Dal infectious diseases, vaccinology and immunology researchers are pursuing vaccine, antiviral, point-of-care testing and immune-boosting strategies as quickly as they can, in collaboration with their colleagues in the newly formed Canadian COVID-19 Research Network. The good news is, they are not working from scratch.
It was an evening of colourful costumes, dancing doctors, and singing pirates. Yes, EUPHORIA! returned to the Rebecca Cohn Auditorium this past Saturday, February 22 for its 51st performance to raise money this year for the Halifax Sexual Health Centre.
Monthly "Chair Chats," hosted by Dr. OmiSoore Dryden (the James R. Johnston Chair in Black Canadian Studies) offer a forum for Black students in the health professions and graduate studies to discuss topics that come up in their classes, connect with their peers, and hear from those who have shared similar experiences.
What do a family doctor, a hospital-based pharmacist, a handful of Dalhousie health researchers, and a Nova Scotian who has experience with opioids for chronic pain, have in common? They all want patients with chronic, severe non-cancer pain to receive the optimal treatment for their pain. But first they need to learn more about who is receiving opioids for their pain, and how they are doing with this treatment. To get to the bottom of this, they need to examine the patterns of how opioids are prescribed in family practice in Nova Scotia.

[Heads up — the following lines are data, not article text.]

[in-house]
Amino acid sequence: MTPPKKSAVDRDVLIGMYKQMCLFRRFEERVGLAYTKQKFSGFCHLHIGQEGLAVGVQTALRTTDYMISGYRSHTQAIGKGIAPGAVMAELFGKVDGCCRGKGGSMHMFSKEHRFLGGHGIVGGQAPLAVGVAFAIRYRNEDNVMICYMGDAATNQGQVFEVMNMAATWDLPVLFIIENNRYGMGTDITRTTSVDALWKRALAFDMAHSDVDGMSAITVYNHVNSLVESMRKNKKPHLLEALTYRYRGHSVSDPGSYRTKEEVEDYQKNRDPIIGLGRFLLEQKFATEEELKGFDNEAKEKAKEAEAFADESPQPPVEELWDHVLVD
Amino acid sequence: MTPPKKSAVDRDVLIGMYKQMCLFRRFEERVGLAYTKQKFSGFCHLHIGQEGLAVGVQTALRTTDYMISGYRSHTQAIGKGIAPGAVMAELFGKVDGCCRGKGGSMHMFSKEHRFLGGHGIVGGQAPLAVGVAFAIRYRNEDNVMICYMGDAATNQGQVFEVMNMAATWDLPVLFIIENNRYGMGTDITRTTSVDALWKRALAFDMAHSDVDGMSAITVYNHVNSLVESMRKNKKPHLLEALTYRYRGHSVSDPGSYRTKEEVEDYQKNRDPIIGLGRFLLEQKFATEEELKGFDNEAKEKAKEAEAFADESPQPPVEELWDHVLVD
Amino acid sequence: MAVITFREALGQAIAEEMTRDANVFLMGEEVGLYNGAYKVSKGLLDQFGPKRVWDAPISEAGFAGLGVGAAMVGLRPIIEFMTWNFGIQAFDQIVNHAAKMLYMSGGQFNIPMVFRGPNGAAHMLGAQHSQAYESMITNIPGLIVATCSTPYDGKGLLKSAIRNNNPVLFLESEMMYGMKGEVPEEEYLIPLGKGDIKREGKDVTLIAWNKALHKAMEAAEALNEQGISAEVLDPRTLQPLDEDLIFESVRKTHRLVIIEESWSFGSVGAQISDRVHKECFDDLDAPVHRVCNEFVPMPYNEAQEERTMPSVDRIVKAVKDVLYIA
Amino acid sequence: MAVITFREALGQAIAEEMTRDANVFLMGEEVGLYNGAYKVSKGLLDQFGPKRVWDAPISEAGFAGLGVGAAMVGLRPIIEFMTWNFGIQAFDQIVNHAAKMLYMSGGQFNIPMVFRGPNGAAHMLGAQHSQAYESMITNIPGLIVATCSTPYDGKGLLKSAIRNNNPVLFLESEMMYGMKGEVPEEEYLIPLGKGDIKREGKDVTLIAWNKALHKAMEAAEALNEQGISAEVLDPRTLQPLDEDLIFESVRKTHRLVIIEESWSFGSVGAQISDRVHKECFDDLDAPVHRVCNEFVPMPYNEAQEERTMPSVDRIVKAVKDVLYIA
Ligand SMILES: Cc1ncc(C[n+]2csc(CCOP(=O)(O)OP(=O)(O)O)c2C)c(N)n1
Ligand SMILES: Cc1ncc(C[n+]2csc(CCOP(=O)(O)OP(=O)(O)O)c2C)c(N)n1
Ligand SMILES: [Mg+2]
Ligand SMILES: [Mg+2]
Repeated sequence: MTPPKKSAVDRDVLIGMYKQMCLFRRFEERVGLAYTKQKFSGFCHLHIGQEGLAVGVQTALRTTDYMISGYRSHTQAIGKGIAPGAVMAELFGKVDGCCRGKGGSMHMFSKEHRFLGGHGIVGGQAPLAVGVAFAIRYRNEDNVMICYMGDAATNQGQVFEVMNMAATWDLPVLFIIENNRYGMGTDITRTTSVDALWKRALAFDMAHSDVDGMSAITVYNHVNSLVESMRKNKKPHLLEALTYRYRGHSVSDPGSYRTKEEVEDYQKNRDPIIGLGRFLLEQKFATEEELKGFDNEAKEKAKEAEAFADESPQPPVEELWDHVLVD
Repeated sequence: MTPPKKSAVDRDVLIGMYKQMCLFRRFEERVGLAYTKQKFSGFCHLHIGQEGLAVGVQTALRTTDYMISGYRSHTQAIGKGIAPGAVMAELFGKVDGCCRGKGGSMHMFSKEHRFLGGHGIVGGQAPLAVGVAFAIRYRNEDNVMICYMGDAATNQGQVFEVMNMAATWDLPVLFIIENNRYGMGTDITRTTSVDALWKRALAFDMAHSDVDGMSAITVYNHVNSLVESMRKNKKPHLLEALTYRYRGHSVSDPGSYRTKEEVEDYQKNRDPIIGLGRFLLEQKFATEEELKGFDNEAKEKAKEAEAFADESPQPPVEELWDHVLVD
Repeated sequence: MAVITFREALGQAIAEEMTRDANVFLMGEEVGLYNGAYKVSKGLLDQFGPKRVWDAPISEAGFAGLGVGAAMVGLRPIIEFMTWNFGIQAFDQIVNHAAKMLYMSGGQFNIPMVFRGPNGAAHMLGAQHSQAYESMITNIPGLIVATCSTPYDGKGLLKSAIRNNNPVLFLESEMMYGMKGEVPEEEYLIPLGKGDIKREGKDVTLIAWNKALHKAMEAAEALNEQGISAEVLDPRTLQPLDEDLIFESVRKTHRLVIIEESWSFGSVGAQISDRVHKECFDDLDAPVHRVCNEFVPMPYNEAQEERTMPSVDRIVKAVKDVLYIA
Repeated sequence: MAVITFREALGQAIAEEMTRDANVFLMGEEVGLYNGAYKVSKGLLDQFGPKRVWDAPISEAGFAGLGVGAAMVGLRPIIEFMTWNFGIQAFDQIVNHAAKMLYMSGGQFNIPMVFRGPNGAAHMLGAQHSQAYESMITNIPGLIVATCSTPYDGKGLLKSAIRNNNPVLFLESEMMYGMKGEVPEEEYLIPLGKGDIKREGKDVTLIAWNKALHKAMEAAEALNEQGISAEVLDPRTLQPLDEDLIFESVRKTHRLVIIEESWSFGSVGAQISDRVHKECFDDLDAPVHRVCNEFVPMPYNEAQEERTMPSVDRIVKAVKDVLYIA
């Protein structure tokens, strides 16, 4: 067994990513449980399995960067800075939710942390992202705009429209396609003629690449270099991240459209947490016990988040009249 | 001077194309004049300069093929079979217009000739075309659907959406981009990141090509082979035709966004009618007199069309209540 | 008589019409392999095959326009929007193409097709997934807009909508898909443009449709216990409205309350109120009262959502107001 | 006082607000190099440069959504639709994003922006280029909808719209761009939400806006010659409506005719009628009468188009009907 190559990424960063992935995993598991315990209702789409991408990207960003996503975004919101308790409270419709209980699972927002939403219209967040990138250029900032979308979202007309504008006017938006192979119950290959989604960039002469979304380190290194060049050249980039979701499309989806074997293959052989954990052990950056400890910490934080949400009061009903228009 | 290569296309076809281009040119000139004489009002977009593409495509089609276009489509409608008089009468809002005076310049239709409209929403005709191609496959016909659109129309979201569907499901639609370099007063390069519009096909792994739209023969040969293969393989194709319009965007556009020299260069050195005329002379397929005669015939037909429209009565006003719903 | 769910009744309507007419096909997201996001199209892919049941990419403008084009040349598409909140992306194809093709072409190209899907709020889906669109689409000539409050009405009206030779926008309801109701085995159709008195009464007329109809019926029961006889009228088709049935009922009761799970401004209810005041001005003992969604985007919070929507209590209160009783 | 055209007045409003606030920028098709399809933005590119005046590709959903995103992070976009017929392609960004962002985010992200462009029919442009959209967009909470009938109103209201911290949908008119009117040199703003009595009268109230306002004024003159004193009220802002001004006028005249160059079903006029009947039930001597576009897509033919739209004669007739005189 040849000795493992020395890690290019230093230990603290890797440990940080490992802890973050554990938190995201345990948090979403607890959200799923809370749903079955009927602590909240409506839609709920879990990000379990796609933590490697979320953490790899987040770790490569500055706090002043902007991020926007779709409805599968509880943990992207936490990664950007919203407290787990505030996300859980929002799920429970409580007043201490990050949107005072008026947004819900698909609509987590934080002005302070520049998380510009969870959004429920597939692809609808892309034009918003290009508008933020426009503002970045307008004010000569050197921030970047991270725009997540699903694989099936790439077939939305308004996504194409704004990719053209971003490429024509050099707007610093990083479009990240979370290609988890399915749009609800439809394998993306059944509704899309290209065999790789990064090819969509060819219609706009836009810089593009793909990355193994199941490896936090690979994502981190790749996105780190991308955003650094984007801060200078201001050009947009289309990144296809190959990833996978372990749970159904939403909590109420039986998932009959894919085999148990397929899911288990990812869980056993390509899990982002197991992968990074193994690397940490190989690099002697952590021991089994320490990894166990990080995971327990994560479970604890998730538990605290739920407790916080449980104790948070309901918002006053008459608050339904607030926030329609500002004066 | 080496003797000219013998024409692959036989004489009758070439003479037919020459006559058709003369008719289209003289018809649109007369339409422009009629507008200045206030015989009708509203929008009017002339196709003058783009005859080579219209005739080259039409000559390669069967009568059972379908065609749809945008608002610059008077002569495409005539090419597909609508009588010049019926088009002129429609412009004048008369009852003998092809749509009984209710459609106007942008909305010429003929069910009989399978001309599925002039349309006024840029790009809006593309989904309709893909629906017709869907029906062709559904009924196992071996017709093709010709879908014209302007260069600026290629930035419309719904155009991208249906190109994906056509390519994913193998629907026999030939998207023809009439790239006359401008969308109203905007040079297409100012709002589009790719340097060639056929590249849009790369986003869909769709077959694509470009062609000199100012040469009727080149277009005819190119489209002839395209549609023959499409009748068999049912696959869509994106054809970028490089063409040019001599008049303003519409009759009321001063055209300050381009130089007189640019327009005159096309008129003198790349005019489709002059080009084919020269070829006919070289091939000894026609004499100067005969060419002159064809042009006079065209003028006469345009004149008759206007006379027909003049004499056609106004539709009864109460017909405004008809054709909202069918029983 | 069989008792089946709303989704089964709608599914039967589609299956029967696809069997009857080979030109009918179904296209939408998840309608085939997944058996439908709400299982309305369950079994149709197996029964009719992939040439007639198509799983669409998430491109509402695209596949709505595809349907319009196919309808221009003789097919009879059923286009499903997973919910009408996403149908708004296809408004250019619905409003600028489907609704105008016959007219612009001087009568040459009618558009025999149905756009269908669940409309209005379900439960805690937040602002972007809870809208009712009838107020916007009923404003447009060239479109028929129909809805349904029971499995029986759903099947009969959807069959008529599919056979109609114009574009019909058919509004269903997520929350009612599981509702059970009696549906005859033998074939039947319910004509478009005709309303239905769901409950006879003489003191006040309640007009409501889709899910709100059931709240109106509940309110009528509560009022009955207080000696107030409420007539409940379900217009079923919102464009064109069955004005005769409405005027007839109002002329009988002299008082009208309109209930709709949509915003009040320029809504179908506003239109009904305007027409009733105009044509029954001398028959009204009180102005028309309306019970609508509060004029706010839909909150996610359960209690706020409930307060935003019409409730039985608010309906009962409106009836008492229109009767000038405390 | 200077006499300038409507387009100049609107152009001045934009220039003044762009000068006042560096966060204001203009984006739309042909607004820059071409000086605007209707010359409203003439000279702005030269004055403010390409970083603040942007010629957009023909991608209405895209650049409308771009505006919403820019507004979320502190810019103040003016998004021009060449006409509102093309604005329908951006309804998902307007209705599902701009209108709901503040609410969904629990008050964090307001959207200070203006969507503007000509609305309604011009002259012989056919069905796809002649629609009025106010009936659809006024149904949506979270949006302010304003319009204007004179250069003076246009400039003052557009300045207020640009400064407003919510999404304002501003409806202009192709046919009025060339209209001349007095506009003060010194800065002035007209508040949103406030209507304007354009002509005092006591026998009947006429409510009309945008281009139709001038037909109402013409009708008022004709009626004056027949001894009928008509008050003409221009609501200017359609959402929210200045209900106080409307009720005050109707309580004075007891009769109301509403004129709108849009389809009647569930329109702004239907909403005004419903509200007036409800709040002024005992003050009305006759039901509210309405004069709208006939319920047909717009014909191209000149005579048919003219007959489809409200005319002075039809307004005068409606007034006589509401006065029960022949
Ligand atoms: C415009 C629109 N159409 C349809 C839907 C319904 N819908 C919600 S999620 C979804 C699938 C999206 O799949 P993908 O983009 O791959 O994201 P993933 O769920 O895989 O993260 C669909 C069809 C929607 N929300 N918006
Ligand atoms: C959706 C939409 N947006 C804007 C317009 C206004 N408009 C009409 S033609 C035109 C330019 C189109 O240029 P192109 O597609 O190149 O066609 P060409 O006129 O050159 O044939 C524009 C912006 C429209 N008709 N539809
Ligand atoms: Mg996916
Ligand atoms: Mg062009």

It all started in January 2019 when long-time Dalhousie Medicine New Brunswick (DMNB) faculty member, Dr. Sarah Gander, had an idea about how to reach those struggling to find the time to attend a faculty development session: a podcast.
Dr. Alon Friedman of Dalhousie’s Brain Repair Centre, and his research partners at Ben-Gurion University in Israel, and University of California, Berkley, have published two papers in the journal Science Translational Medicine detailing new MRI and EEG techniques to identify blood-brain barrier leaks, as well as a novel treatment that not only helps to alleviate the effects of a leaky blood-brain barrier, but seems to also heal the barrier.
Dr. Stephen Miller, the Faculty of Medicine’s recently appointed Director of Simulation, plans on bringing simulation to the forefront of the medical education continuum in the Maritimes. From undergraduate medical education to continuing professional development, he sees a clear need.
Deidre Taylor - Nova Scotia Health Authority
Wednesday, November 20, 2019
A student’s first day of medical school is a milestone on their journey to becoming a health professional – and one that can leave a lasting impact that may influence their choice in practice specialization later on when selecting a residency or further training.